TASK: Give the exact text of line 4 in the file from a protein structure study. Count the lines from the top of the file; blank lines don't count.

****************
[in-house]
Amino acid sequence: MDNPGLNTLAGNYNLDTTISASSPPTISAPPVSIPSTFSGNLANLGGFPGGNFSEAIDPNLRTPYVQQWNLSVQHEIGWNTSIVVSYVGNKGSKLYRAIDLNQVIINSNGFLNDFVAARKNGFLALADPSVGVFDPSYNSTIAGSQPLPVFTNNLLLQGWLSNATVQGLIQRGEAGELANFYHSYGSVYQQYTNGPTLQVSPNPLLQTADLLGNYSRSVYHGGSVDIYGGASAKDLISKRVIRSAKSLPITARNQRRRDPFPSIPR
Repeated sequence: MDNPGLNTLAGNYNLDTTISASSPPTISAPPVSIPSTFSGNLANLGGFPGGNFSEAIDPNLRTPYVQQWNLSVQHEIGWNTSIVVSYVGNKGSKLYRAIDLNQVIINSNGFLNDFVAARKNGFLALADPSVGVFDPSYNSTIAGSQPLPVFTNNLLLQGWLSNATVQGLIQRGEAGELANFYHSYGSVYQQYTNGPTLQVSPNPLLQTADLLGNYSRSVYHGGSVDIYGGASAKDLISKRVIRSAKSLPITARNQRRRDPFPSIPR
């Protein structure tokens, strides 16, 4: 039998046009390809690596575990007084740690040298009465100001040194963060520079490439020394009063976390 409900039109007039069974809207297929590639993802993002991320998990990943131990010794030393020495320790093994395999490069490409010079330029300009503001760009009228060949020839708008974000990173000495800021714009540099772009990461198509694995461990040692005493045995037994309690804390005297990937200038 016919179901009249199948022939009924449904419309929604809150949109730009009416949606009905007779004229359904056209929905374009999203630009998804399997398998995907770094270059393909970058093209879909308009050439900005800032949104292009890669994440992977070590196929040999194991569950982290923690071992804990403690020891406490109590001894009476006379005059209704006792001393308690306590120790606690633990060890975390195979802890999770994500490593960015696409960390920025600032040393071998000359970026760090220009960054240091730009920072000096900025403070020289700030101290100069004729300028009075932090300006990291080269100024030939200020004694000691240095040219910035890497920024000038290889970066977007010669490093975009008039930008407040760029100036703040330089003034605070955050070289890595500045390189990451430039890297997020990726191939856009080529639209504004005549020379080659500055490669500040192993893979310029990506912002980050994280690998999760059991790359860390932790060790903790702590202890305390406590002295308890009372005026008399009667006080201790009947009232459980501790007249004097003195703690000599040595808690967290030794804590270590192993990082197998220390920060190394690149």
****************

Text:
């Protein structure tokens, strides 16, 4: 039998046009390809690596575990007084740690040298009465100001040194963060520079490439020394009063976390 409900039109007039069974809207297929590639993802993002991320998990990943131990010794030393020495320790093994395999490069490409010079330029300009503001760009009228060949020839708008974000990173000495800021714009540099772009990461198509694995461990040692005493045995037994309690804390005297990937200038 016919179901009249199948022939009924449904419309929604809150949109730009009416949606009905007779004229359904056209929905374009999203630009998804399997398998995907770094270059393909970058093209879909308009050439900005800032949104292009890669994440992977070590196929040999194991569950982290923690071992804990403690020891406490109590001894009476006379005059209704006792001393308690306590120790606690633990060890975390195979802890999770994500490593960015696409960390920025600032040393071998000359970026760090220009960054240091730009920072000096900025403070020289700030101290100069004729300028009075932090300006990291080269100024030939200020004694000691240095040219910035890497920024000038290889970066977007010669490093975009008039930008407040760029100036703040330089003034605070955050070289890595500045390189990451430039890297997020990726191939856009080529639209504004005549020379080659500055490669500040192993893979310029990506912002980050994280690998999760059991790359860390932790060790903790702590202890305390406590002295308890009372005026008399009667006080201790009947009232459980501790007249004097003195703690000599040595808690967290030794804590270590192993990082197998220390920060190394690149």